Dynamic of Cytokine Gene Transcription (TNF-α, IL-1β, IL-6, IL-8) in Surgically Treated Colic Horses by Use of Real-Time PCR

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Dynamic of Cytokine Gene Transcription (TNF-α, IL-1β, IL-6, IL-8) in
Surgically Treated Colic Horses by Use of Real-Time PCR (RT-PCR)
Epstein, A.,1* Nir, E.,1 Eyngor, M.,2 Eldar, A.,2 Bdolah-Abram, T.,2 Kelmer, E.,1 Steinman, A.1 and
Bruchim, Y.1
The Koret School of Veterinary Medicine, The Robert H. Smith Faculty of Agriculture, Food and Environment, The Hebrew
University of Jerusalem, Israel.
Department of Poultry and Fish Diseases, The Kimron Veterinary Institute, Israel.
* Corresponding author: Dr. Ana Epstein, DVM, The Koret School of Veterinary Medicine, Hebrew University of Jerusalem, P.O. Box 12, Rehovot, 76100,
Israel, Tel: +972-3-9688588 Fax: +972-3-9604079. Email address :ana6@hotmail.com
Horses are highly sensitive to endotoxemia and its complications. During systemic inflammatory response
syndromes such as seen in colic, acute phase proteins and cytokines enter into the circulation. In this study,
gene expression of tumor necrosis factor alpha (TNF-α), interleukin 1 beta (IL-1β), interleukin 6 (IL-6)
and interleukin 8 (IL-8) were quantified using real-time PCR (RT-PCR) in 15 adult horses undergoing
colic surgery at different points of time (0, 6, 12, 24, 48 hours), before and after surgical intervention.
Gene expression of TNF-α was down-regulated while gene expression of IL-1β, IL-6 and IL-8 were
up-regulated in the first 12 hours. This study shows that RT-PCR is reliable and sensitive method for
detection of the changes in cytokines serum levels in horses with colic. This study demonstrated the presence
of inflammatory processes mediated by cytokines upon admission of horses for medical treatment before
surgical intervention.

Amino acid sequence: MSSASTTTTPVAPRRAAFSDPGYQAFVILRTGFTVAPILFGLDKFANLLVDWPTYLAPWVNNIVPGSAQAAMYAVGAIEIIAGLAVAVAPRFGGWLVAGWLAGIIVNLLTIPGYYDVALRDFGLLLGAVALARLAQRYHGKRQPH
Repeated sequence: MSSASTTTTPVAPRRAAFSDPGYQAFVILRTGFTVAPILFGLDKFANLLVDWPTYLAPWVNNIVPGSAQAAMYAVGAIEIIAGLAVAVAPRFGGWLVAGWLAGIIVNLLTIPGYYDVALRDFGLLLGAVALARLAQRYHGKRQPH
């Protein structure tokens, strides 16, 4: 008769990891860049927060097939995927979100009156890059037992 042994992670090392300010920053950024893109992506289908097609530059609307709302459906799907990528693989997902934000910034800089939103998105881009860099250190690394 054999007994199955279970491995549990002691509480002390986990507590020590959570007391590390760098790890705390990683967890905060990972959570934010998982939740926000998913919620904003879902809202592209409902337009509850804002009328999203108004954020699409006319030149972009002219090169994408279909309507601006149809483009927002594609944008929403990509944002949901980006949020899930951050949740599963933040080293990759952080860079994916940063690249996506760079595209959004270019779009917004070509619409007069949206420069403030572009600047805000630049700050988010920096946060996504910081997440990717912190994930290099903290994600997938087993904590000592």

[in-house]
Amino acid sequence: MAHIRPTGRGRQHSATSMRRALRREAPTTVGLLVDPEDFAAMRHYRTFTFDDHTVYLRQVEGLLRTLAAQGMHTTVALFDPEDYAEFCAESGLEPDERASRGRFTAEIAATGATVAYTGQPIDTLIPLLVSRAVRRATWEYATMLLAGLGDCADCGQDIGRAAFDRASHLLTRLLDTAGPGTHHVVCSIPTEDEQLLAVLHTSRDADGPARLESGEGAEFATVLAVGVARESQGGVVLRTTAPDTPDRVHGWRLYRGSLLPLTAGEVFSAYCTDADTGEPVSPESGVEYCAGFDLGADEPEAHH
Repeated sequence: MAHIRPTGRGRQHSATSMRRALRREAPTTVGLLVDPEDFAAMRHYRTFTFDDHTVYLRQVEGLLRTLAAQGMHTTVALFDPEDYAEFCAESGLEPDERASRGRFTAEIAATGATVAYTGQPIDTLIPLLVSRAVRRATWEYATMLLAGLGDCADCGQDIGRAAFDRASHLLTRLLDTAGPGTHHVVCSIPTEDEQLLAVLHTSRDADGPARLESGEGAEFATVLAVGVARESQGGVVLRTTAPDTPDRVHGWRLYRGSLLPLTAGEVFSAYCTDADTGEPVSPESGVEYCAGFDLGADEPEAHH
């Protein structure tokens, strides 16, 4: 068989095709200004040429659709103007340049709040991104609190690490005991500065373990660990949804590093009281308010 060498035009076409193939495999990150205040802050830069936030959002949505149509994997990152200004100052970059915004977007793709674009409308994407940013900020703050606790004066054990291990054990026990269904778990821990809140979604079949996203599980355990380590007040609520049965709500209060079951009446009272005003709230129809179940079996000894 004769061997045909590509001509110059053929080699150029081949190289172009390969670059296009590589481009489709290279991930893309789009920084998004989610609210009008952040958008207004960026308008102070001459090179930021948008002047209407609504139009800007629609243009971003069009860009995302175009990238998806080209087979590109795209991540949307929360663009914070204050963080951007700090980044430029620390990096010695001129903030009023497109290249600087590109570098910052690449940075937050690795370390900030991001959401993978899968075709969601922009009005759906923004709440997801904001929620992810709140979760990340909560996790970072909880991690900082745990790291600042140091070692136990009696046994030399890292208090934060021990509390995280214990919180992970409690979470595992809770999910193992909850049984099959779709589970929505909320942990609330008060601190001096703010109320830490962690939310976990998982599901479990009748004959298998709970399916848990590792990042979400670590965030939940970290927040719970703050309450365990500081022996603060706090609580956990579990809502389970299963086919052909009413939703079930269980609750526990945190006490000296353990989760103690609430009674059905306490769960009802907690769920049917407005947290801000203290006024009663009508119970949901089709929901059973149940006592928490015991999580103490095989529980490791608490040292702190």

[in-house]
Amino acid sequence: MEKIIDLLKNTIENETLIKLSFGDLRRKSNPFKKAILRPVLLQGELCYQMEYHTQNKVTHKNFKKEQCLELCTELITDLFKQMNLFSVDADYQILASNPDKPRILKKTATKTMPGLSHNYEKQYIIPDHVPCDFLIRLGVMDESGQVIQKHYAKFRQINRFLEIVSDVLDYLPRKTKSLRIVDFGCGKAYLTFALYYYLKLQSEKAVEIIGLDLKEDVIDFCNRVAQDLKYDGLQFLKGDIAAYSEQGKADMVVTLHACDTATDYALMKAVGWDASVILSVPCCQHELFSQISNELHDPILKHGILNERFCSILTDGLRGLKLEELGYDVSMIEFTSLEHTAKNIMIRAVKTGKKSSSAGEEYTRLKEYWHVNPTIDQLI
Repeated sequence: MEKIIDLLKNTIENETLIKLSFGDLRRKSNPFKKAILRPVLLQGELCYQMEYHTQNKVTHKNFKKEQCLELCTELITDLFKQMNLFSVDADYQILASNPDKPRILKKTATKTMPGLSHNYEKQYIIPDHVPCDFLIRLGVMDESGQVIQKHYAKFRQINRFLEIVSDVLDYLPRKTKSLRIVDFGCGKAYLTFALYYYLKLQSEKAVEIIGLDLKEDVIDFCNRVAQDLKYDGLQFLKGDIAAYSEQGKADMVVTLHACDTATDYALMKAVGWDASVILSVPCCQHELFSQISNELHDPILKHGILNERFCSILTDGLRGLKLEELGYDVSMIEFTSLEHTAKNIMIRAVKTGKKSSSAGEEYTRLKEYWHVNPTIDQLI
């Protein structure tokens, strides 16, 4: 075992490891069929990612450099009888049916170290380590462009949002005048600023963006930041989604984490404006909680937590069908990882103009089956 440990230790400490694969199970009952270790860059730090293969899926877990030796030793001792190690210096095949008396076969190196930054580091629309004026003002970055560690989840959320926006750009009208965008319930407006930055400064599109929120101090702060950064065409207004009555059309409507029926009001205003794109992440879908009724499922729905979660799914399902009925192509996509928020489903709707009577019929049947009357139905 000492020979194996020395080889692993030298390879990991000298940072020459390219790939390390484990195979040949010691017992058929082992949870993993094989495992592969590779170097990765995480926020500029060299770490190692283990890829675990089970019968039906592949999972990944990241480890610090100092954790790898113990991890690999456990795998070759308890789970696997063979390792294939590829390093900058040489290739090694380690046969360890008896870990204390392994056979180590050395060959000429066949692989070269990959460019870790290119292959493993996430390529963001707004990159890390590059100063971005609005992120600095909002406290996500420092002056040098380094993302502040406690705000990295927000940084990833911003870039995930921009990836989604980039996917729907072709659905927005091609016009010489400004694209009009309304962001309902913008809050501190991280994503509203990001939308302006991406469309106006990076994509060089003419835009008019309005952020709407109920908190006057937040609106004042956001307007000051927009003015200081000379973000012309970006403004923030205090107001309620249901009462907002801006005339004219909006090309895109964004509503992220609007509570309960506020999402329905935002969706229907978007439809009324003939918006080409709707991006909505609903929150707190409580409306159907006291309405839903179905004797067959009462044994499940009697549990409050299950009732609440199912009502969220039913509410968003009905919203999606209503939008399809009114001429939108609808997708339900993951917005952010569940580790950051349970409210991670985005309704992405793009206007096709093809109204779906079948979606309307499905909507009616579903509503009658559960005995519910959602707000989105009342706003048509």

Keywords: Horse; Colic Endotoxemia; Cytokines; RT-PCR; TNF-α.
Colic is one of the most common pathologies in equine
medicine requiring immediate medical and in some cases
surgical intervention (1, 2). During a colic event the horse
maybe suffering from a combination of intestinal hypoperfusion, stasis, ischemia and increased permeability, resulting in
transmural and transvascualar bacterial and their associated
endotoxin migration (4). Colic and its associated endotoxemia has been found to induce release of acute phase proteins
and cytokines resulting in cardiovascular and gastrointestinal
dysfunction complement activation, organ failure and death
(1, 4, 5, 6).
Real-time PCR (RT-PCR) methodology is increasingly used for determining cytokine production in humans
and animals (7, 8) due to the accuracy and reliability of
Epstein, A.
March 2016.indb 24
the method (7, 9). Results from human and laboratory
rodent studies suggest that cytokine expression levels along
with clinical signs can improve diagnosis, treatment and
prognosis of patients with endotoxemia and sepsis (10,
11, 12). This method has been described in septic foals
and in horses with infiltrative inflammatory bowel disease
and horses with herpes virus infection (13, 14, 15, 16, 17).
Expression of cytokine mRNA in neonatal foals has been
used as a surrogate for sepsis and bacterial virulence (13).
To the best of knowledge of the authors, measurement
of cytokine gene transcription has not been reported in
adult horses undergoing colic surgery. We hypothesized
that gene expression of selected blood biological markers
(i.e. TNF-α, IL-1β, IL-6, IL-8) can be detected by using
RT-PCR technique.
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Fifteen adult horses between the ages of 2-23 years of age
were included in this study. All the horses were presented
to the Koret School of Veterinary Medicine – Veterinary
Teaching Hospital (KSVM-VTH) between the years
2009-2011 with abdominal colic and were treated surgically. The study was approved by the Ethics Committee for
Animal Experimentation, Faculty of Agriculture, Food and
Environment, Hebrew University of Jerusalem.
Study design
Data retrieved from files which included physical examination parameters, routine blood analysis [complete blood
count (CBC), packed cell volume (PCV), total solids (TS),
urea and lactate] upon admission and during the following
48 hours of the hospitalization period. Five blood samples
were collected from the jugular vein in Tempus TM Spin
RNA isolation blood tubes (Applied Biosystems, Foster City,